“All that is gold does not glitter,
not all those who wander are lost.”
~ J.R.R. Tolkien

These are two lines from my favourite poem, by J.R.R. Tolkien. They remind me of the fact that not everything is always as it seems – gold is still gold, even if it does not glitter, and one can wander without being lost. I sometimes catch myself wanting to have my whole life planned out: what house am I going to live in, what job will I have, what and how many dogs would I want, husband, kids, retirement… Now, this is not necessarily a bad thing, but planning every single aspect of my life does not leave much room for spontaneity. Apart from reading books about happiness, the soul-searching and my monthly resolutions, maybe I should wander a little more. Not everything needs a purpose. Walking around aimlessly without knowing the direction in which you are heading, can be very freeing. Letting random thoughts pass by without trying to figure out every single on of them, is useful without having a clear purpose. It broadens your imagination and widens your perspective, and it can be just that, without having to act on those thoughts immediately. Similarly, merely writing on a blog in order to get my thoughts on paper is enough: I have to remind myself that I created this blog, not with the purpose of having readers, but for myself. Ideas and opinions written down solely to practise my writing and to make sense of my thoughts, to wander through my own mind and write about it, without having to comply to a certain ideal. I find myself focussing more and more on why, when and how many people read my posts (not that many at all, but still), when I should be focussing on the why, when and how of my mind.

On that note, yesterday I went to my first mindfulness class. It was an introductory lesson, just to see whether it is something that I would like to do it on a more regular basis. It was only a 10-minute bike ride away, and I was expected at 20.40 o’clock. The building was beautiful. It used to be a school, with red bricks, tall windows and folding doors with the school’s name still above it. Upon arrival I looked around to see whether I was in the right place, but then the doors opened and a guy, who turned out to be the teacher, smiled at me. He looked like he was somewhere in his twenties, with brown hair that touched his shoulders, a beard and big glasses. His jumper said “Meditation”, and he wore what appeared to be pyjama bottoms (they were, as he later told me). He talked some more to the people leaving, made me some tea and then we went into the, for lack of a better term, class room. It was big, with a high white ceiling, a dark wooden floor and again, high windows. Spread through the room were about eight purple yoga mats, all with a big cushion to lean against, another one to sit on, and a black blanket. He started by explaining what, in his opinion, mindfulness was, and how he benefits from it. He also told me that, because he always thought he was so good at meditation, he went to a monestary for a week to meditate for nine hours a day – nine hours a day. Needless to say, I was flabbergasted, but also curious and inspired. If I would be able to do even ten minutes or half an hour of meditation by the end of the course, I would be happy. I try to meditate every day, with an App, but I find that I start worrying at some point and forget to listen to the woman’s voice. Yesterday was different. The teacher talked me through a body scan (left leg only, because he was no fan of body scans – which left me feeling a bit strange, since I like things to be symmetrical and now I had only one very relaxed leg). Then he explained some more concepts of meditation and did a couple more exercises. One more advanced form (that would be taught in more detail in the actual classes) and one form where I had to worry about one single topic for about three to four minutes, while still focussing on the senses in my body and surrounding sounds. This last exercise was more difficult than I expected – I always thought of myself as a champion in worrying, but when I was forced to, all I could think was: “Why can I only worry about one topic when there is so much to worry about?” and “I do not have enough to worry about for four minutes straight.” That thought was a relief, actually. During the meditation exercises, I felt myself relaxing a bit more and my body getting heavier, something that I rarely experience when I try to meditate myself. In about half a month, I will be going to another mindfulness class, to compare and see which works out better for me (different people have different views on mindfulness and meditation and thus have different ways of teaching), but I have decided that I do definitely want to join a course. I have nothing to lose, except money maybe, and only more knowledge and experience to gain.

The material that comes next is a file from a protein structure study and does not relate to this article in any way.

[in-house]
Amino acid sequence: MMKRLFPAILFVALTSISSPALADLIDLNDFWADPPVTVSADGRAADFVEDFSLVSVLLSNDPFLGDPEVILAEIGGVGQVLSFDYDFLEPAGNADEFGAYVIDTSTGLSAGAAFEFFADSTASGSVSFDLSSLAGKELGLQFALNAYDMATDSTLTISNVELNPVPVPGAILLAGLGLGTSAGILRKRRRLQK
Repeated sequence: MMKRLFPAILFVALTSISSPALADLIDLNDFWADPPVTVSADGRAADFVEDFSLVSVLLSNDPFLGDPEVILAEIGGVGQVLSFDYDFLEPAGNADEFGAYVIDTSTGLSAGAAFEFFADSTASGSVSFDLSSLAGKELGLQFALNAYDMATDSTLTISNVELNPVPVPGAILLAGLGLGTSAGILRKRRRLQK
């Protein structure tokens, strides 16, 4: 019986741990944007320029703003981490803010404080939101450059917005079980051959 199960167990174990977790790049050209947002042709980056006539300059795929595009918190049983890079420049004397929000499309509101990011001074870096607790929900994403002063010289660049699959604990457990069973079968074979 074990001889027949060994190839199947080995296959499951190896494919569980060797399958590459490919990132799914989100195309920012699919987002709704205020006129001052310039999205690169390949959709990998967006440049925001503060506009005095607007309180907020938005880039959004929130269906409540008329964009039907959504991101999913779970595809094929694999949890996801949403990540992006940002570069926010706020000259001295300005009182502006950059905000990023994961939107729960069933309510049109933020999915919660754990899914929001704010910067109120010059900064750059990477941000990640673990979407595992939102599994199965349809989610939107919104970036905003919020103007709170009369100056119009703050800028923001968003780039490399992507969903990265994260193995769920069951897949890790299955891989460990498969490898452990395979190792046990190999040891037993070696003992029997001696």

Beside the resolutions that I already created for September, I want to wander a little more. So far, the rest of my resolutions are going well: making my bed every morning makes a significant difference in how messy my room feels. Although “wandering” does not directly have much to do with Habits and Rituals, I feel as though I should leave a little room for spontaneity in my life. After all, as Robert Frost said:

“Two roads diverged in a wood, and I –
I took the one less travelled by,
And that has made all the difference.”

Posted by:breathesmilebliss

4 replies on “Thoughts on wandering and mindfulness

    1. Hi Madeline! Thank you, that’s very nice to hear. I found the mindfulness class on Google, it was one of the first ones I found. There were some other websites I looked at as well but this one stood out to me most. I am starting the course in October so more posts about it will follow!

      Liked by 1 person

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